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The Dangers of Auto Accidents and Distracted Driving


A Woman drivingDistracted driving has taken on a new dimension as cell phones and handheld devices become commonplace items. It’s hard to resist a ringing phone and when it’s sitting on the car seat next to you, your first inclination is to answer it.

Combine the phone with text messaging and you compound the problems of distracted driving and auto accidents. Text messaging - which takes your eyes, hands, and thoughts off the road - creates a deadly combination of cognitive, visual, and manual distractions while driving.

But text messaging and cell phone use are just the latest additions to a long list of distracted driving habits, from eating to applying makeup, that can lead to a charge of negligence in an accident.

The attorneys at the law offices of Larry S. Buckley have years of experience in determining liability in accidents. With offices from Redding to Sacramento, the team is well-equipped to handle cases involving auto accidents and distracted driving.

If you have been injured in an auto accident and suspect distracted driving, you should have your case reviewed. Auto accident attorneys will fight to ensure you are justly compensated for property damage, medical bills, loss of wages relating to the accident, and pain and suffering caused by another driver’s negligence.

Distracted Driving and Cell Phones

Cell phones and mobile devices have created an uptick in distracted driving cases. According to the National Highway Traffic Safety Administration (NHTSA), texting while driving increases the risk of crashing by 23 times. Even simply using a cell phone - hand-held or hands-free - delays a driver’s reaction time as much as having a blood alcohol concentration of 0.08 percent, the legal limit for drunk driving.

California has banned the use of handheld cell phones by drivers. In addition, drivers under the age of 18 and bus drivers are banned from any phone use while driving. A separate law prohibits texting by all drivers, including writing, sending, or reading text communications while driving.

Before Cell Phones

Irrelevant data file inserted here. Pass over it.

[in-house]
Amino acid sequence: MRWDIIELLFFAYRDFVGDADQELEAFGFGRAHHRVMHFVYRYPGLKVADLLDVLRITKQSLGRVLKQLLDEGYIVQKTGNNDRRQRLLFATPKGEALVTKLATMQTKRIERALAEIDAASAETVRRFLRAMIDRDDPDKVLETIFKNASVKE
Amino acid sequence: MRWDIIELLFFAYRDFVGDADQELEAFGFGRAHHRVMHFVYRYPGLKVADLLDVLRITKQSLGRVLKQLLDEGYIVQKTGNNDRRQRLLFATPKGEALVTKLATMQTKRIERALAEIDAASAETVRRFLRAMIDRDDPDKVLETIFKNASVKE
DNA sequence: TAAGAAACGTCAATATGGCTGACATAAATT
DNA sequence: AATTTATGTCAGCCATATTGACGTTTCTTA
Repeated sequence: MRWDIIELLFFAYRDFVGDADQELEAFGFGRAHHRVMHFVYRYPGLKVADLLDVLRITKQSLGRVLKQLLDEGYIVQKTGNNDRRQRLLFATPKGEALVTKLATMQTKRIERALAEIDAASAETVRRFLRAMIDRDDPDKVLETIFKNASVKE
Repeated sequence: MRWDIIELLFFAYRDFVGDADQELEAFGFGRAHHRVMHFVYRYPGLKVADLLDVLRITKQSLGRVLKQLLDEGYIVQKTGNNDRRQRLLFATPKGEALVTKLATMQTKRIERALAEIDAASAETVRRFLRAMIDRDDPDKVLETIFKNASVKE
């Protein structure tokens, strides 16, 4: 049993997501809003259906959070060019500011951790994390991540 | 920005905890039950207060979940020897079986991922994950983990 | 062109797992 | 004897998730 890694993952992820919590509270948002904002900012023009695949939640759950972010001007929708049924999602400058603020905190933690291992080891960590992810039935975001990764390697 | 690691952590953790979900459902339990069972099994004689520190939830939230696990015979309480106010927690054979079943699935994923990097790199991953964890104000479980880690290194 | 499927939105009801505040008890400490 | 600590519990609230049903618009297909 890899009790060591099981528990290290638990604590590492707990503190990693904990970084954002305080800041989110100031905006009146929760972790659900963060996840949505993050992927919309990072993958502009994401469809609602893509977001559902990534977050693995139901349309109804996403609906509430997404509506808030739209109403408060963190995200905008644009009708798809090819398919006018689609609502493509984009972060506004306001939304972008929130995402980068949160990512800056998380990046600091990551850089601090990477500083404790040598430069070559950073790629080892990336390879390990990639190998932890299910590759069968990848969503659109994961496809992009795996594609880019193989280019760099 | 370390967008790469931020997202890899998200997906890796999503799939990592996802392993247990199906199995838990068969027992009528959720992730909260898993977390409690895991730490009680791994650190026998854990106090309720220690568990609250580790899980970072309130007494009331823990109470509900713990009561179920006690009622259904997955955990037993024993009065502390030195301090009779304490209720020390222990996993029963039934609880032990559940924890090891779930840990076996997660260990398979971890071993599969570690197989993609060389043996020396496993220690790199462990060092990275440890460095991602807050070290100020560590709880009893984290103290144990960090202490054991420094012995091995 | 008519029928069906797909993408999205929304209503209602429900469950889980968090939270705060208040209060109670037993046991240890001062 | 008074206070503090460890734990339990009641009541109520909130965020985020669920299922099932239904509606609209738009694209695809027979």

Although handheld devices such as mobile phones and tablets are new variations, distracted driving existed long before mobile devices were invented. Simply put: Distracted driving is defined as any act or behavior that takes a driver’s attention away from the primary task of driving. This can include:

  • Eating or drinking.
  • Talking with passengers.
  • Adjusting the radio, CD player, MP3 player and other controls on the console.
  • Watching the navigation device or videos.
  • Personal grooming.

The crucial point: A behavior does not have to be deemed illegal, like texting, to be categorized as distracted driving and used as evidence of negligence in a personal injury claim. Whatever the diversion, distracted driving is negligent driving and the victim of an auto accident only has to prove that the driver’s negligence contributed to the crash.

What You Should Do

If you have been injured in an auto accident caused by a distracted driver, you should seek expert guidance to determine your rights and pursue compensation for injuries or other losses.

You should also understand that if you are dealing with an insurance company, the job of their attorneys is to limit insurance company losses by resolving cases for as little money as possible. You need an attorney working for you who is willing to take a rigorous and thorough approach to win just compensation for your losses.

Because each case is different, we offer free case evaluations so that you can make an educated decision.

Please contact us today for a free, expert evaluation of your case.

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